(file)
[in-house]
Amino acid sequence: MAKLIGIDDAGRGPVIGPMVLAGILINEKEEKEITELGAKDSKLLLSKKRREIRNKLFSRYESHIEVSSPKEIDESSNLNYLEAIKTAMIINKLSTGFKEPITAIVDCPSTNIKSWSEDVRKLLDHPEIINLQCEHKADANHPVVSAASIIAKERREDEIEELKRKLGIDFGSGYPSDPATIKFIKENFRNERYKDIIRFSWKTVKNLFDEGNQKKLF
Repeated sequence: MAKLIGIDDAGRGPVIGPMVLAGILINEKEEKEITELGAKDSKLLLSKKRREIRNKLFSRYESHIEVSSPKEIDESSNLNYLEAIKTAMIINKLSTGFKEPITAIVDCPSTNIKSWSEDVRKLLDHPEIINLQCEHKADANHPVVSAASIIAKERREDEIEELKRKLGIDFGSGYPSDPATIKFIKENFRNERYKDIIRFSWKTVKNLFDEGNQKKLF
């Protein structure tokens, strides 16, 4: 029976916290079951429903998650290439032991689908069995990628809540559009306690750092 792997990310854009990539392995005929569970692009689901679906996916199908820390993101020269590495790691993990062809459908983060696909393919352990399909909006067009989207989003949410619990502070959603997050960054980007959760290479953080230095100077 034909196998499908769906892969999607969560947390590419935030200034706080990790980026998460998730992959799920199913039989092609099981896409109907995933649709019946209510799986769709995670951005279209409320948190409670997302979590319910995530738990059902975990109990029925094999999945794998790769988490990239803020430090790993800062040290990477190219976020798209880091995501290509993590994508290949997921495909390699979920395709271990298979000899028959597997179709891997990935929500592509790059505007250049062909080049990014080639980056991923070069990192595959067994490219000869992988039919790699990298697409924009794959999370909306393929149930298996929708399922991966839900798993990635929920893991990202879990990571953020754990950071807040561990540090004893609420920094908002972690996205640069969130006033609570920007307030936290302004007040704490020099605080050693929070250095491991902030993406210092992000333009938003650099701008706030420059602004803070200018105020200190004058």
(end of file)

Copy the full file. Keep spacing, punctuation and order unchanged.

[in-house]
Amino acid sequence: MAKLIGIDDAGRGPVIGPMVLAGILINEKEEKEITELGAKDSKLLLSKKRREIRNKLFSRYESHIEVSSPKEIDESSNLNYLEAIKTAMIINKLSTGFKEPITAIVDCPSTNIKSWSEDVRKLLDHPEIINLQCEHKADANHPVVSAASIIAKERREDEIEELKRKLGIDFGSGYPSDPATIKFIKENFRNERYKDIIRFSWKTVKNLFDEGNQKKLF
Repeated sequence: MAKLIGIDDAGRGPVIGPMVLAGILINEKEEKEITELGAKDSKLLLSKKRREIRNKLFSRYESHIEVSSPKEIDESSNLNYLEAIKTAMIINKLSTGFKEPITAIVDCPSTNIKSWSEDVRKLLDHPEIINLQCEHKADANHPVVSAASIIAKERREDEIEELKRKLGIDFGSGYPSDPATIKFIKENFRNERYKDIIRFSWKTVKNLFDEGNQKKLF
């Protein structure tokens, strides 16, 4: 029976916290079951429903998650290439032991689908069995990628809540559009306690750092 792997990310854009990539392995005929569970692009689901679906996916199908820390993101020269590495790691993990062809459908983060696909393919352990399909909006067009989207989003949410619990502070959603997050960054980007959760290479953080230095100077 034909196998499908769906892969999607969560947390590419935030200034706080990790980026998460998730992959799920199913039989092609099981896409109907995933649709019946209510799986769709995670951005279209409320948190409670997302979590319910995530738990059902975990109990029925094999999945794998790769988490990239803020430090790993800062040290990477190219976020798209880091995501290509993590994508290949997921495909390699979920395709271990298979000899028959597997179709891997990935929500592509790059505007250049062909080049990014080639980056991923070069990192595959067994490219000869992988039919790699990298697409924009794959999370909306393929149930298996929708399922991966839900798993990635929920893991990202879990990571953020754990950071807040561990540090004893609420920094908002972690996205640069969130006033609570920007307030936290302004007040704490020099605080050693929070250095491991902030993406210092992000333009938003650099701008706030420059602004803070200018105020200190004058």